Most of us learn about fuel safety at an early age – perhaps from watching a parent fuel up a tractor, lawn mower, or watercraft when we were children, or certainly as a part of driver training in our teens. Many fleet drivers get “refresher” courses as part of regular safety training on the job. But it never hurts to go through the basics as equipment, laws, and guidelines do change over time.
In this article we cover the basic safety rules, as well as guidelines for handling emergencies, and tips for keeping your vehicle’s fuel system in tip-top shape.
Choose the Right Fuel
Begin with what you put in your tank and when you do it:
Pump Fuel Safely
A widely posted YouTube video2 outlines the basics of safe pumping, most of which are included in the following list:
A few other reminders:
If fuel splashes on clothing, remove the fuel at once. If it spills on the pavement, make sure it evaporates fully before leaving. Stations typically keep absorbent substances in a spill kit just for this purpose, so ask for help if you don’t have such a kit on board.
Never use fuel for other purposes – for example, as a cleaning agent. And never mix gasoline with kerosene or diesel4.
Store Fuel Properly
Storing gasoline and diesel anywhere other than at a regulated fuel dispensing location is inherently dangerous, and should only be done when absolutely necessary. In those rare instances, follow these tips for safe storage:
Respond to Fuel Emergencies the Right Way
It’s the stuff action movies are made of: a dramatic chase scene unfolds, and pretty soon there’s a confrontation at a fueling station. A vehicle crashes into a fuel tank or gunfire erupts and a tank explodes into a fireball with flames shooting skyward.
Fortunately, scenes like this in real life are rare. But fires do occasionally happen, and keeping your “mental muscle memory” fine-tuned with the guidelines on how to respond is always a good idea.
Fires at a pumping station are a rarity, but avoiding risky situations is key to making sure you’re not a victim:
The biggest safety rule is this: If a fire occurs while the nozzle is actively pumping into your vehicle, DO NOT remove the nozzle. Back away and hit the emergency shutoff button or call for help from the attendant.5
Running Out of Fuel
The other fuel-related emergency you’re more likely to face is running out of fuel. And yes, it’s an emergency because your vehicle will stall and shut down. This means that your power steering and braking will immediately become much more difficult to handle with fuel to the power systems missing. For modern-day drivers, this can come as a sudden surprise. Vehicle maintenance experts offer tips like these on what to do6:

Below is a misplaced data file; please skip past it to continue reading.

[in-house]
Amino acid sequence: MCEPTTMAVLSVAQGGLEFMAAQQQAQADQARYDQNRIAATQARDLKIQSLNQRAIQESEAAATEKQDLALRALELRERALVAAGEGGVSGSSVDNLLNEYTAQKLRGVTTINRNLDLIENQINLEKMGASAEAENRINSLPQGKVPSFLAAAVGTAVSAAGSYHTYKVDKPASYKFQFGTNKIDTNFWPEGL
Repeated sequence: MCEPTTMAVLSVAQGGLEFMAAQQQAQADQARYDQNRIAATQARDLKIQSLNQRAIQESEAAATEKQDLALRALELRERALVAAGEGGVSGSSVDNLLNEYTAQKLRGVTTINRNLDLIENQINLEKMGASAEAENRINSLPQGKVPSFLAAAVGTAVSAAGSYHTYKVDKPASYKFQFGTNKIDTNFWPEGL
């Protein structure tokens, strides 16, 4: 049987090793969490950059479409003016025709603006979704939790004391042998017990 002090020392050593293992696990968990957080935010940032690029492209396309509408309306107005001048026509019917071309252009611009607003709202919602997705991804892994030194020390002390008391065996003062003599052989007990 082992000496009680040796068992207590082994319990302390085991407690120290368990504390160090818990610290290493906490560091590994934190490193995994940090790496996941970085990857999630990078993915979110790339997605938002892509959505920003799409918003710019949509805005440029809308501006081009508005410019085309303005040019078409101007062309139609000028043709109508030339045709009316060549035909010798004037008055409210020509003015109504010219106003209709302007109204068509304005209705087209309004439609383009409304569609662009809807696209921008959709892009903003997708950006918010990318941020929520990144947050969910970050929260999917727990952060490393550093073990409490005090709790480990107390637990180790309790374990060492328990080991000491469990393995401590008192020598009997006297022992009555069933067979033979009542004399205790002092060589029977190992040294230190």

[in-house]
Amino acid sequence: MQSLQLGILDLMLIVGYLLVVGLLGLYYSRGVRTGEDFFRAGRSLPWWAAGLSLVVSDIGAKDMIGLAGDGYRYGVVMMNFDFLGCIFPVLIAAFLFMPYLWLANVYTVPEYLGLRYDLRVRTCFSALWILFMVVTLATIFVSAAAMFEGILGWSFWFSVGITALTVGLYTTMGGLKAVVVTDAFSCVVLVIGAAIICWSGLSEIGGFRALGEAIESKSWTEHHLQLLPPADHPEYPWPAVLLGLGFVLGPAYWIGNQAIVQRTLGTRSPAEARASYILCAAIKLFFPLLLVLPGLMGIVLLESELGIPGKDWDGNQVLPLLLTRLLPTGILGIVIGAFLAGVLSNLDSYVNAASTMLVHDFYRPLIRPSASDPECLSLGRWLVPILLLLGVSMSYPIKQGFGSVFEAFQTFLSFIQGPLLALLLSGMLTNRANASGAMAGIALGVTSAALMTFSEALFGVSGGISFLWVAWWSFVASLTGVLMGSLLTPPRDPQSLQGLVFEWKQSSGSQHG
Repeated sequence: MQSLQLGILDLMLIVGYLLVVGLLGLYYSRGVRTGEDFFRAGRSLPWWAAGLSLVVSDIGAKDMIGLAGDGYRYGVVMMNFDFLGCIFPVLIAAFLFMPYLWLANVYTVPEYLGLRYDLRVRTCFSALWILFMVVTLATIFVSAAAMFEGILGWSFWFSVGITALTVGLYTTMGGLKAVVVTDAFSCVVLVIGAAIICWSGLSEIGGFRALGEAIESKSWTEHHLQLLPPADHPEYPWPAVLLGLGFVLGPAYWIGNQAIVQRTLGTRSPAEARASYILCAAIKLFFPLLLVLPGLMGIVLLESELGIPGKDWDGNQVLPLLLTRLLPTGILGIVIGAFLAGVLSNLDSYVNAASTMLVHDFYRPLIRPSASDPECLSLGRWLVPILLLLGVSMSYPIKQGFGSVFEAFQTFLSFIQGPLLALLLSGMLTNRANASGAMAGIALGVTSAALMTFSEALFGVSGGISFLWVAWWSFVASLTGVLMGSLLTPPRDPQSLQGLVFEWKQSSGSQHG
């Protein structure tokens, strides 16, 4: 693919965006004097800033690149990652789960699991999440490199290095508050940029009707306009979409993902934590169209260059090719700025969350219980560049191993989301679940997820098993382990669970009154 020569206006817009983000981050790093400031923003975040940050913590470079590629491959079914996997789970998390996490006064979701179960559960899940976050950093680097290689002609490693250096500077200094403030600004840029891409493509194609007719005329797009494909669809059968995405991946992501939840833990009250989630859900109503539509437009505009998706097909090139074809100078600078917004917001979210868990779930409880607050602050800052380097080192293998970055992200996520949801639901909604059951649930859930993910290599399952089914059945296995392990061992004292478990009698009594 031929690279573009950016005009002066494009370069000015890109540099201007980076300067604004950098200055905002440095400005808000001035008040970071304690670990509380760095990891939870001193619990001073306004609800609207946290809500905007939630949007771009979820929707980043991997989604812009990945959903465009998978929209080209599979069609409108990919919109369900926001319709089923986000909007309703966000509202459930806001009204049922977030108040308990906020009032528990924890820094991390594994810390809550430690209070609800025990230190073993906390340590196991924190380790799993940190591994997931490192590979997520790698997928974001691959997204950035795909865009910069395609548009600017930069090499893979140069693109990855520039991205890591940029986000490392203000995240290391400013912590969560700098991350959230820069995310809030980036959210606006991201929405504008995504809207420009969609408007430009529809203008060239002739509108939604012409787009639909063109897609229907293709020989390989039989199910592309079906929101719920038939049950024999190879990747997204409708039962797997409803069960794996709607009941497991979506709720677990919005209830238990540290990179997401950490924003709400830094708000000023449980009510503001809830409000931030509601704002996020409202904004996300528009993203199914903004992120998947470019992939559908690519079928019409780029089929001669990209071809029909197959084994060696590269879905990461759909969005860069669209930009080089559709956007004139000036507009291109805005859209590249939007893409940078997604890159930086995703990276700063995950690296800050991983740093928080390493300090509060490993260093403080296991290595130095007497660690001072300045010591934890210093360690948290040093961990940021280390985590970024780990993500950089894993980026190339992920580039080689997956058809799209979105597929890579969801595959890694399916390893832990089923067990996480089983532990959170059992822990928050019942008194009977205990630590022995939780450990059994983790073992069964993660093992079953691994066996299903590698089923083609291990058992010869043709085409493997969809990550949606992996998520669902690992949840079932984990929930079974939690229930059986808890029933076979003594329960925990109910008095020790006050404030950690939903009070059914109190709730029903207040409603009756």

Many fleet fuel card plans include a 24/7 roadside assistance benefit. If your does not have such a plan, some vehicle insurance plans have a similar service.
Once you are fueled up, you should prime the fuel pump before getting back on the road. To do this, turn the key to the “on” position without applying the gas pedal and then immediately turn it back off. Do this a few times before applying the gas. This will help clear any air that may have entered the fuel lines while the tank was empty. Then, once you are back on the road, take your vehicle in for an inspection as soon as possible to make sure nothing has been damaged. According to mechanics, a damaged fuel pump or fuel injector may function just fine at first following such an incident, only to malfunction later and cause problems with stalls or difficulty starting.
1 “Protection From Bad Fuel: Commitment to Quality,” Casey’s General Stores, Inc. https://www.caseys.com/about-us/quality-fuels, accessed August 5, 2020.
2 “Dos and Don’ts at the Gas Pump,” posted by a number of sources. https://www.youtube.com/watch?v=Zyjt4qBh4JI, 2013-2019. Accessed July 29, 2020.
3”Practice Caution When Handing Fuel,” National Safety Council, 22 April 2018. https://www.safetyandhealthmagazine.com/articles/16907-practice-caution-when-handling-fuel. Accessed August 5, 2020.
4”Gasoline Safety & Storage,” Exxon Mobil, https://www.exxon.com/en/gasoline-safety-storage. Accessed August 3, 2020
5”Dos and Don’ts at the Gas Pump.”
6”When You Run Out of Gas,” Firestone Complete Auto Care blog, https://blog.firestonecompleteautocare.com/driving/what-happens-when-you-run-out-of-gas/.
Not Sure Where to Begin?
Let one of our experienced consultants contact you to discuss your specific situation and business needs. We’ll recommend the best fuel card program for your fleet.
Call Us: 1-800-633-3271 or select one of the brands below: